If one thing is certain in the video game world it’s that the latest comic book turned movie will have it’s own game just in time for its theatrical release; whether it’s actually ready or not is another topic. Fantastic 4 is the game based on the film of the same name and while it does have something in common with the movie, it’s taken a few pages from the comics to add a little something extra, as well. Fantastic 4 is a beat’em up for one or two players, with a few extras thrown in for good measure. If you’re that much of a Fantastic 4 fan you haven’t got many other games to choose from. If you’re not much of a fan “It’s clobbering time!” or something like that.Fantastic 4 is a trip through the origins of the group to their inevitable battle with Dr. Doom, their arch nemesis. The beginning of the game shows you how they became the Fantastic 4, while the middle stages throw in some of the villains from the comic book for some extra punch. The most notable feature of the Fantastic 4 is that they actually got the actor’s from the film to do the voice work for the game, so the dialogue is good, if only because you recognize the voices from the real life film counterparts. So, join Mr. Fantastic, Invisible Girl, the Human Torch, and the Thing, as they put evildoers in their place with their powers of good!
Most games these days do their best to take advantage of the DVD format of the PS2, especially those based on films by adding clips during the gameplay. Fantastic 4 doesn’t do that, whether that’s because the movie is horrible or not is debatable, but this game sure could have used a boost of clips considering how poorly animated and grainy the cutscenes are. The characters don’t even slightly resemble their real life counterparts; it’s so far off the animators should be embarrassed. The graphics in the game are equally bad. The enemies are limited to a meager amount per stage and get repeated time and again. Our heroes themselves look a bit better than the rest of the game, but even they, for the most part, are a bit on the small side and not very detailed. Fantastic 4 just doesn’t look like a fully fleshed out game should this late in the PlayStation 2’s life cycle.
The thing that will probably baffle everyone about Fantastic 4 is the fact that they got all the actors from the movie to do voice work, but couldn’t get film clips or the actors to shoot new stuff (or even use deleted footage) for the game. That said, the voice work is good even though the dialogue they’re forced to read stinks, of course that’s not their fault, blame the writers for that. The music and sound effects aren’t very noteworthy. It seems as though they spent almost their entire audio budget getting the actors from the film to do voice over because everything else is pretty bad.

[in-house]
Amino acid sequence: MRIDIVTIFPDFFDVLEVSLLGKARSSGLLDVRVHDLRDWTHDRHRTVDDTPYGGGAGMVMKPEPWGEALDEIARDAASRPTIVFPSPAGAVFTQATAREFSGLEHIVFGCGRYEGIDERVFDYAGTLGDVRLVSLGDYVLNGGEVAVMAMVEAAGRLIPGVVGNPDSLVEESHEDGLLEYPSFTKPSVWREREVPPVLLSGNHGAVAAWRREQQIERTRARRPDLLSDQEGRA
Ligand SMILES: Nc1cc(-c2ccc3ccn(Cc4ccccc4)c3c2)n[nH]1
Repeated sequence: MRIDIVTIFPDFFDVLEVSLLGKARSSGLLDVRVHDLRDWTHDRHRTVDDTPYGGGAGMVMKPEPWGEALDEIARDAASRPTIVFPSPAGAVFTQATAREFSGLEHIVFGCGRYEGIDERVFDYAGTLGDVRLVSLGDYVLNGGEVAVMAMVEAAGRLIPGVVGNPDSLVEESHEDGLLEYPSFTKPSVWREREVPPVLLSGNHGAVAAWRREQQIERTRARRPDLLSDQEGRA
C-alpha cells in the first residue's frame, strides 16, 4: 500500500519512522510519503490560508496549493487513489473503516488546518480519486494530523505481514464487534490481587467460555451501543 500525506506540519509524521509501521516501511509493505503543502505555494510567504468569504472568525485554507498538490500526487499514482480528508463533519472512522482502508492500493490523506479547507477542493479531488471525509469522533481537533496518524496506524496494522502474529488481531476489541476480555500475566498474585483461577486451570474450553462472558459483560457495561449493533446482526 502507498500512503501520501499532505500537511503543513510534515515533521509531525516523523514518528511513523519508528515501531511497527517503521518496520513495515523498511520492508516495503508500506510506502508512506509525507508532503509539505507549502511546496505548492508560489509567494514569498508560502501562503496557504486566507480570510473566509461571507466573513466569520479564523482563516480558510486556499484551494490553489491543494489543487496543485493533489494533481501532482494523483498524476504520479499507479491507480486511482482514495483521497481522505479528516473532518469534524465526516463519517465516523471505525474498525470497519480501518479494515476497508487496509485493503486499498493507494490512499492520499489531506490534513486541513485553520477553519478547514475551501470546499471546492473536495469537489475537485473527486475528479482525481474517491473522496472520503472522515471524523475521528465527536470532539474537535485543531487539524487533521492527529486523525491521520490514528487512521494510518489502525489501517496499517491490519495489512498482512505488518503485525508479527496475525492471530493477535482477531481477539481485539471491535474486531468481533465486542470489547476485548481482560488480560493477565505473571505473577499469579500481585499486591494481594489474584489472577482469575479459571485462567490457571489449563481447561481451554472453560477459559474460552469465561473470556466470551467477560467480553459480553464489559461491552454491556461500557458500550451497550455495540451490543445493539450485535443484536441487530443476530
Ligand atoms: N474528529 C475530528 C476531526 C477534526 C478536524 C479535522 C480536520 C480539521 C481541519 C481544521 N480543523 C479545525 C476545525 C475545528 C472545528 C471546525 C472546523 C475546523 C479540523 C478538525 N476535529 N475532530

The hardest part to stomach in Fantastic 4 is the gameplay. The collision detection is horrendous. What kind of a superhero can’t walk over a pile of rubble on the floor? This is especially bad when it’s the Human Torch because he flies! The camera is equally horrible, too. The controls themselves are okay, but they’re just that; okay. There are a few combinations that you can learn and upgrade as you progress, but good old button mashing will do the trick every time. There’s no incentive to performing the combinations except for the fact that you could potentially unlock something else in the game for meeting certain goals on each stage. Sometimes those goals are performing a certain amount of a varied number of hit combinations; sometimes it’s passing the stage in a certain amount of time and various other requirements. Even then the reward isn’t justified by the amount of work that you might put into earning it, unless you’re just a masochist. A weak fighting engine, bad camera work and poor enemy intelligence bring down what could possibly have been a decent game.
Probably the only redeeming point in Fantastic 4 is also a major area for complaint. You can play missions by yourself or with a friend, which is a nice added touch, but…and I’ll have to refer back to the title for confirmation; this is the Fantastic 4, how about a four-player game? There is a multitap for the PS2. It can be used for other games that don’t involve the words Madden or NFL in it. Maybe no one takes advantage of multitap games and that’s why it’s not here? It’s either that or out of this game being rushed to hit at the same time as the movie, it’s bound to be one of those two, but I won’t make assumptions as to which reason it is.
There are quite a few extras that you can unlock in Fantastic 4, the standard stuff you’ll find in movie-based games now, interviews, trailers, etc. It’s no real reason to replay the game unless you’re just a huge fan of the comics, although that too, is questionable. Yes, the game is that bad. If you want to see covers of the comics that bad there are better ways to see them than spending your precious time playing this game. If you want to see an interview with Jessica Alba bad enough to play this game, then turn on one of those celebrity gossip shows, she’s bound to turn up eventually. This one is strictly for hardcore comic book fans and even they might want to pass on it.
It’s hard to imagine on how many levels this game fails to be good. Memo to the developers: Think of any single player or cooperative game and copy all their good ideas. It happens all the time; heck even use the engine from a successful game and your game is instantly decent at worst. Fantastic 4 is a failure as a game and a reinforcement that games based on movies aren’t any good and should be avoided at all costs. There was plenty of opportunity to make a good game, but unfortunately they took the easy route to make a quick buck instead. Fantastic 4 is a fantastic flop, stay away from it if you value your time and money.
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